Is Smart Routing Really Smart?
Not so according to recent research.
October 5, 2010
Last week, a former physicist announced his committee’s findings on the great flash crash of 2010. Before the report’s release, the New York Times said, “it will tell a clear story about what happened in the markets on that stomach-churning day, beyond simply pointing a finger at the perils of the kind of high-speed computer trading that dominates today’s markets.”
But high-speed trading is integral to the market these days – in some sense, it is the market. Whether it’s high-frequency traders seeking co-location arrangements to minimize latency so that orders don’t hang in time, or institutions trying to get their large orders worked in algorithmic blocks, it’s here to stay.
For most investors without direct access facilities to a market, that means using proprietary smart routers to get the best execution among multiple marketplaces.
Multiple marketplaces are not new in the U.S. They began as the SEC sought to short-circuit the seemingly cosy arrangements of Nasdaq market-makers taking advantage of the bid-ask spread. The resulting electronic communications networks sapped trading volume from Nasdaq. Their Canadian equivalent, alternative trading systems, have made inroads on the TSX’s former monopoly on share-trading.
All of which leads to smart routers, so that clients get best execution, regardless of the marketplace where it happens.
But how efficient is smart-order routing? It depends, suggests a recent Goldman Sachs paper.
“Over the past decade, markets have become increasingly fragmented as more volume is routed away from primary markets to alternative venues, like ECNs and dark pools. Traders must now choose not only the price and timing of orders, but also where to route their orders. Similarly, algorithms like VWAP [Volume-weighted average price] and TWAP [Time-weighted average price] that are designed to slice a large “parent” order into the market over time rely on smart routers to determine the best location to route each “child” order. Choosing the wrong market can lead to lost opportunities or increased costs, as orders go unfilled or need to be priced more aggressively to be executed.”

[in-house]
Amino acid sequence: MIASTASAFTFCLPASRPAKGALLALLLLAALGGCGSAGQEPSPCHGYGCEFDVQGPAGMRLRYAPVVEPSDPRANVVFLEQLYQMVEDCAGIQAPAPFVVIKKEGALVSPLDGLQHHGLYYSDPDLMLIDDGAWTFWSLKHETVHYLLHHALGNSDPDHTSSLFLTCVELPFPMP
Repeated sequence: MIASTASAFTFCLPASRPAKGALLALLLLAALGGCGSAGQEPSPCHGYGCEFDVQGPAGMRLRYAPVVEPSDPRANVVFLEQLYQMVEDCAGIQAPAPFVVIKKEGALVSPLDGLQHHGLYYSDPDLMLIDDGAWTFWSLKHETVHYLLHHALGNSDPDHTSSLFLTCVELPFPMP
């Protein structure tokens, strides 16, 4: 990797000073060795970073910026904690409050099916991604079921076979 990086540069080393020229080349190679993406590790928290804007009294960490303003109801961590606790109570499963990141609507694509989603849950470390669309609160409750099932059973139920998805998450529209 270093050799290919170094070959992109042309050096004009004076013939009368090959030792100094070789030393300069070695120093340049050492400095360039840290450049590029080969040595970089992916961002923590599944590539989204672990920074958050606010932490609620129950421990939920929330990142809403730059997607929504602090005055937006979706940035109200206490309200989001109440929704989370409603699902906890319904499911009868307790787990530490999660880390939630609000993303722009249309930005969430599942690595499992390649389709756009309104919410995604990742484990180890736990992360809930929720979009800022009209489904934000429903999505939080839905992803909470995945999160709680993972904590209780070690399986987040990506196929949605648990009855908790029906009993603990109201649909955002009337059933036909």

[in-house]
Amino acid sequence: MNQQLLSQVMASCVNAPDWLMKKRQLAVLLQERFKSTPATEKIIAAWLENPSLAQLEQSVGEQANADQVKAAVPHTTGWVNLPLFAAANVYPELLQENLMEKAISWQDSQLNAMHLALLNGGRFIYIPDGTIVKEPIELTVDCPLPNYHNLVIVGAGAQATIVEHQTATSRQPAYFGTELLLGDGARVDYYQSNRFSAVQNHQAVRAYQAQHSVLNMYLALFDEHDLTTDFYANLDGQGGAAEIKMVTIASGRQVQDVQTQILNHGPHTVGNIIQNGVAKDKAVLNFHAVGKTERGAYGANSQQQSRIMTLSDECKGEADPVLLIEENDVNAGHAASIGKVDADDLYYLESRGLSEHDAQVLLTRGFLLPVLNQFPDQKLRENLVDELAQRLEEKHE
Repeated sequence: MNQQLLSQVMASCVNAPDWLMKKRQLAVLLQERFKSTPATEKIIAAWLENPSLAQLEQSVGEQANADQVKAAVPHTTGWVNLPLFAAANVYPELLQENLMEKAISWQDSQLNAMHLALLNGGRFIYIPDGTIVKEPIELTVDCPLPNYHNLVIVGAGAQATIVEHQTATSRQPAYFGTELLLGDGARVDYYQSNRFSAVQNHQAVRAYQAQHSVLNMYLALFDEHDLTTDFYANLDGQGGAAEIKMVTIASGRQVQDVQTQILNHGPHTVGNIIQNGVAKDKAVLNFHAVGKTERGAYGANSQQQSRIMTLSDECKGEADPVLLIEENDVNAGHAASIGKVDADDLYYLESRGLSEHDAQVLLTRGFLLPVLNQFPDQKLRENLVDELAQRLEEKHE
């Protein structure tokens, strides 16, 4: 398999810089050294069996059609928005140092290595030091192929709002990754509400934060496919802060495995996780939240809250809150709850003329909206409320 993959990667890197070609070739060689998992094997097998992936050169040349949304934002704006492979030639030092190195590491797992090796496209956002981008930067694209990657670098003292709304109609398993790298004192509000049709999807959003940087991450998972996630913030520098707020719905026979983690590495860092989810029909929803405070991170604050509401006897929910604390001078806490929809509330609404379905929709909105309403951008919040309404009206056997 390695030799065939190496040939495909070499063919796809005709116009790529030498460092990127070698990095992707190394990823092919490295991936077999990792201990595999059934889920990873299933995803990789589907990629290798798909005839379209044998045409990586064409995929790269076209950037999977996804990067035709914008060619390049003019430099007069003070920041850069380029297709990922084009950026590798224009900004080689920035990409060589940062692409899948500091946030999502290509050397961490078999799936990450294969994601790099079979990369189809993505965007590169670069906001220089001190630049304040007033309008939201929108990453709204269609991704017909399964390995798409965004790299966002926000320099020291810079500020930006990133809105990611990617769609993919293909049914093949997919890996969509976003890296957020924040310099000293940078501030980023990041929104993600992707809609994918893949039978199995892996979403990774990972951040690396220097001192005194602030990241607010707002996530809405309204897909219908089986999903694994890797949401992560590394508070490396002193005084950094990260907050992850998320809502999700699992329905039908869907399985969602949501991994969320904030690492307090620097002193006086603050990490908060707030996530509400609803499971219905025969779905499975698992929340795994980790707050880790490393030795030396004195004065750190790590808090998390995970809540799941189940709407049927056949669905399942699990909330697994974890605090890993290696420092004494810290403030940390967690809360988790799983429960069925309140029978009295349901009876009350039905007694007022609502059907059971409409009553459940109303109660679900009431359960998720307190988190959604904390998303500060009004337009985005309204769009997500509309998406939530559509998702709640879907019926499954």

Not that “smart” routing is always that smart. Liquidity suppliers – i.e., sellers – often get rebates for orders that swim like fish in a barrel. Without them, there would be no markets. But the markets have since developed a “darker” side. You don’t know how many fish are in the barrel when you shoot in an unlit or “dark” pool where price indications are there, but not the size of the block.
Goldman Sachs takes two approaches to quantifying the impact of smart routing.
“For non-marketable orders [limit orders below/above the current bid/offer], we compare a relatively naïve strategy employed by one broker of choosing the market with the most advantageous rebates to more sophisticated strategies that attempt to maximize fill rates. For marketable orders, this naïve strategy is not permissible since marketable orders must be routed to the best-price quote in the market. For marketable orders, the naïve strategy used as a benchmark is to choose the lowest fee market among those quoting at the inside. The naïve broker therefore foregoes any opportunities to improve price, e.g., by “pinging” other venues for hidden liquidity at prices better than inside quote.”
One result would seem to be that maximizing rebates produces inferior execution. “We find that there are statistically significant differences in performance across broker smart routers for non-marketable limit orders. The naïve strategy employed by one of the broker smart routers in our study performs consistently worse than those of other brokers. The difference between the worst broker smart router and the best is about 10% of the bid-ask spread (0.4 basis points) for large cap stocks and 6% of the bid-ask spread (0.9 basis points) for small cap stocks. Even if buyside traders could capture the higher rebates earned by this naïve strategy, it does not compensate for the inferior execution prices. For some traders, this difference may seem insignificant. However, for cost sensitive traders (e.g., stat arb or other higher frequency strategies), this difference can be substantial. The performance across brokers was consistent across market capitalization, which suggests that some brokers are better at smart routing across all liquidity tiers.”
Still, when it comes to marketable orders (those above/below the current bid/offer) it’s a different story.
“For marketable orders, we find that there is generally little difference across smart routers. This is not surprising given Reg NMS price protections and that we require our brokers to execute only in lit market (i.e., no flexibility to utilize dark pools or cross internally).”
In the fast-moving world of electronic trading, there’s always the chance another analysis will be available … momentarily.